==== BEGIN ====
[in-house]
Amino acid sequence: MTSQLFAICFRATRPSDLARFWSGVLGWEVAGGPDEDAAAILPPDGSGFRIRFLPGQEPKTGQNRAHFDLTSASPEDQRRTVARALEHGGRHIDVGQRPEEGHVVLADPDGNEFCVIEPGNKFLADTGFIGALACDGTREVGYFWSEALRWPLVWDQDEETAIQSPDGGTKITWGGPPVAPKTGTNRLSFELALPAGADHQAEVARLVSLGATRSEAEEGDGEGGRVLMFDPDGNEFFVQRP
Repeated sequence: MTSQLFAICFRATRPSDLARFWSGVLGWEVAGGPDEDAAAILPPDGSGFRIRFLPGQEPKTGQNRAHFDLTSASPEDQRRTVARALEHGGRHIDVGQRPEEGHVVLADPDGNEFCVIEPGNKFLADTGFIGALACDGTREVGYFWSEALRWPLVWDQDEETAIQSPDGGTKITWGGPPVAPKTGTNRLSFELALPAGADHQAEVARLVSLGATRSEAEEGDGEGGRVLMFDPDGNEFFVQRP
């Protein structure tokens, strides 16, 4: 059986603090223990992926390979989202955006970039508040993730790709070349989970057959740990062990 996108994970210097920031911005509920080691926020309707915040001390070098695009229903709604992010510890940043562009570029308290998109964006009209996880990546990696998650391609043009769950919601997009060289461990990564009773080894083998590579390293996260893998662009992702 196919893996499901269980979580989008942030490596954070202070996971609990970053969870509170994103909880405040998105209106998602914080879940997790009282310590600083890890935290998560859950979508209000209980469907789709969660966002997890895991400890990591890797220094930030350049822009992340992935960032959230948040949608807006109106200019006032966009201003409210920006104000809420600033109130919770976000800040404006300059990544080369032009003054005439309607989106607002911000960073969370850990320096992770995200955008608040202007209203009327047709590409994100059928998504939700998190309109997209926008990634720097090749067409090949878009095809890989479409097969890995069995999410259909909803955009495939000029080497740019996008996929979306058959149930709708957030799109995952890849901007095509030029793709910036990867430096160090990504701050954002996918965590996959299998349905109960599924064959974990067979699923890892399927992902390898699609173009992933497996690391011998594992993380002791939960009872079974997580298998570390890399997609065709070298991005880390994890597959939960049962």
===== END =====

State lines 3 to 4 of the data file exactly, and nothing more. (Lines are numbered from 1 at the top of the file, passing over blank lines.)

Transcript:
Repeated sequence: MTSQLFAICFRATRPSDLARFWSGVLGWEVAGGPDEDAAAILPPDGSGFRIRFLPGQEPKTGQNRAHFDLTSASPEDQRRTVARALEHGGRHIDVGQRPEEGHVVLADPDGNEFCVIEPGNKFLADTGFIGALACDGTREVGYFWSEALRWPLVWDQDEETAIQSPDGGTKITWGGPPVAPKTGTNRLSFELALPAGADHQAEVARLVSLGATRSEAEEGDGEGGRVLMFDPDGNEFFVQRP
């Protein structure tokens, strides 16, 4: 059986603090223990992926390979989202955006970039508040993730790709070349989970057959740990062990 996108994970210097920031911005509920080691926020309707915040001390070098695009229903709604992010510890940043562009570029308290998109964006009209996880990546990696998650391609043009769950919601997009060289461990990564009773080894083998590579390293996260893998662009992702 196919893996499901269980979580989008942030490596954070202070996971609990970053969870509170994103909880405040998105209106998602914080879940997790009282310590600083890890935290998560859950979508209000209980469907789709969660966002997890895991400890990591890797220094930030350049822009992340992935960032959230948040949608807006109106200019006032966009201003409210920006104000809420600033109130919770976000800040404006300059990544080369032009003054005439309607989106607002911000960073969370850990320096992770995200955008608040202007209203009327047709590409994100059928998504939700998190309109997209926008990634720097090749067409090949878009095809890989479409097969890995069995999410259909909803955009495939000029080497740019996008996929979306058959149930709708957030799109995952890849901007095509030029793709910036990867430096160090990504701050954002996918965590996959299998349905109960599924064959974990067979699923890892399927992902390898699609173009992933497996690391011998594992993380002791939960009872079974997580298998570390890399997609065709070298991005880390994890597959939960049962």